CRAWFORD, Texas – War protesters extended the olive branch to their new neighbors in President Bush’s adopted hometown by hosting a barbecue Saturday – and a few even showed up.
“You can have a dialogue, but you’ll never agree,” said Valerie Duty, a staunch Bush supporter who wore a “This is Bush country, by George!” T-shirt. “Both sides do agree about bringing the troops home safely. The difference is the way we go about that.”
Locals have been angry since a man bought five acres last month on behalf of peace activist Cindy Sheehan, who said no one in the area would have sold her any property.
Anti-war demonstrator Jim Goodnow said he was glad some area residents – roughly half a dozen – visited the new protest site.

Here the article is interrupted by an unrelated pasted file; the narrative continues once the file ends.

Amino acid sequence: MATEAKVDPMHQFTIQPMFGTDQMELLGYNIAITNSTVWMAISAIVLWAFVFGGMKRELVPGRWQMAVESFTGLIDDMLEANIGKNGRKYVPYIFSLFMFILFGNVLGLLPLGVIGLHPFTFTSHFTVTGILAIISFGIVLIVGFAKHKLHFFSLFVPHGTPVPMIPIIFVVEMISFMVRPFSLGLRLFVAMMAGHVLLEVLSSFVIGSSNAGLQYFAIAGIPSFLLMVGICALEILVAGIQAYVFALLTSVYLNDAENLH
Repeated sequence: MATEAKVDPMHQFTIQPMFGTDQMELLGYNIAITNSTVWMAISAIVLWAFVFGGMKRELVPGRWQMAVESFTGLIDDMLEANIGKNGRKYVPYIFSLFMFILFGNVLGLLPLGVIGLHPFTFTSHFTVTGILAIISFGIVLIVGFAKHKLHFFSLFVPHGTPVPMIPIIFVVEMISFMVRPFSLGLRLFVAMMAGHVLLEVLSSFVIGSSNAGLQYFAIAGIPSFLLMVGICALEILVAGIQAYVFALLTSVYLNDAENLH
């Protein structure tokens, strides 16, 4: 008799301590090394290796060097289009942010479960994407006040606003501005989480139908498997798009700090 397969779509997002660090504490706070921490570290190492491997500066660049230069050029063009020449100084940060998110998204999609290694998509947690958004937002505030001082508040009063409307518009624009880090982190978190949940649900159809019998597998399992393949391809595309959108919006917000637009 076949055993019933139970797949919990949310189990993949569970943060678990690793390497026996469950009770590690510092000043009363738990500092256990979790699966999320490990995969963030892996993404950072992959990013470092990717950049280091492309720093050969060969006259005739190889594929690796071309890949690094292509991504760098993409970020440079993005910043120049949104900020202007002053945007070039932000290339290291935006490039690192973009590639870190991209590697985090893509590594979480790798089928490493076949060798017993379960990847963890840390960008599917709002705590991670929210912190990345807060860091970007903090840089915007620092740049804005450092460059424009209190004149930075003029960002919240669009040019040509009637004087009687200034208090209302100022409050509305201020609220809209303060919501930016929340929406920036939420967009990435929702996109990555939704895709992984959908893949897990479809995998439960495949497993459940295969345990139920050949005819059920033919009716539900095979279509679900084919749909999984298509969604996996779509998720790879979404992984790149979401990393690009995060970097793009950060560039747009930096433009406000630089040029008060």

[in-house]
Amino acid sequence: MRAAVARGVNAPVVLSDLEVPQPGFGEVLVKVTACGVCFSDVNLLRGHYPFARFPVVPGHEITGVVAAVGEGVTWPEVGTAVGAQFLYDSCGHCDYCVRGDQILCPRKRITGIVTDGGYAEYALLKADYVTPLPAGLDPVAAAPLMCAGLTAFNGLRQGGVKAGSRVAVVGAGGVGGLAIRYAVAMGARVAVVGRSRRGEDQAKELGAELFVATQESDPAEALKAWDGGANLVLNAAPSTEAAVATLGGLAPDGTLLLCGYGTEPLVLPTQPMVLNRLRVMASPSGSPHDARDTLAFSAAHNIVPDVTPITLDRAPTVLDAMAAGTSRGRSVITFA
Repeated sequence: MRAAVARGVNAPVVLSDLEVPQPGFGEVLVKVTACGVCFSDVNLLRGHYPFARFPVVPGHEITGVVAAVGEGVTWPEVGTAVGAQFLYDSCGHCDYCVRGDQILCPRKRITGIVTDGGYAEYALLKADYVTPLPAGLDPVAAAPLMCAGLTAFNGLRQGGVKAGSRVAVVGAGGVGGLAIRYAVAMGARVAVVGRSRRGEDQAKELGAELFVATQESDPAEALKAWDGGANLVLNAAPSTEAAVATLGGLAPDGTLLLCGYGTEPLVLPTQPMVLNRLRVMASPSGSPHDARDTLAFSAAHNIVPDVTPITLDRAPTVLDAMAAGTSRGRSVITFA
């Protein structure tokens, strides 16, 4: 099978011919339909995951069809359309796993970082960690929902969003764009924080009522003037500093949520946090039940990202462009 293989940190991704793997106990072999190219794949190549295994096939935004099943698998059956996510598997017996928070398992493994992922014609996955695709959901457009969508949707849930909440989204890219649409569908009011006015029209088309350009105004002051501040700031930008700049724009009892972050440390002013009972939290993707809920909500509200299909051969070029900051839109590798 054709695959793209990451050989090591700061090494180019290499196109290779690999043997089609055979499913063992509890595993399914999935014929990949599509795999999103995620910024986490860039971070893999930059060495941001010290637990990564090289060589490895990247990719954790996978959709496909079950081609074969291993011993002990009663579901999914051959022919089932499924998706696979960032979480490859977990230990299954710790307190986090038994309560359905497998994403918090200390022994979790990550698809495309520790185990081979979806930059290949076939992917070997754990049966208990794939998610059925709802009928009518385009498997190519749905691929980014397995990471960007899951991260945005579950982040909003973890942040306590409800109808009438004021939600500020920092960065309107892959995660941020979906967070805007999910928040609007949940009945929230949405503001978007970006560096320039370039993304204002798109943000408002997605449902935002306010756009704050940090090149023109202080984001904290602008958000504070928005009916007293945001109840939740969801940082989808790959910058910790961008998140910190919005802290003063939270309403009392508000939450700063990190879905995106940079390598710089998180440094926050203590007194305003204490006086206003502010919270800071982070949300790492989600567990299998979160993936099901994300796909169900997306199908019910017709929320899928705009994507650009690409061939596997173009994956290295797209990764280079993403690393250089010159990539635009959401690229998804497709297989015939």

“If we can get away from the name calling and see each other as Americans, that will be how we can heal this nation,” Goodnow said.
Sheehan first came to Crawford a year ago, refusing to leave until Bush talked to her about the war that claimed her soldier son Casey’s life in 2004. Her 26-day vigil during Bush’s August 2005 ranch vacation attracted more than 10,000 demonstrators.
On Saturday, a week into the group’s summer protest, nearly 150 people attended the barbecue under a large tent filled with banners that read “A mother’s loss, a nation’s pain.”
But Sheehan was absent. She was to spend a second night in a hospital in nearby Waco after a minor gynecological procedure and treatment for dehydration.
Sheehan was listed in stable condition Saturday at Providence Health Center in Waco. She said her spirits were lifted upon hearing news that those at the camp, even some locals who dropped by, signed a card for her.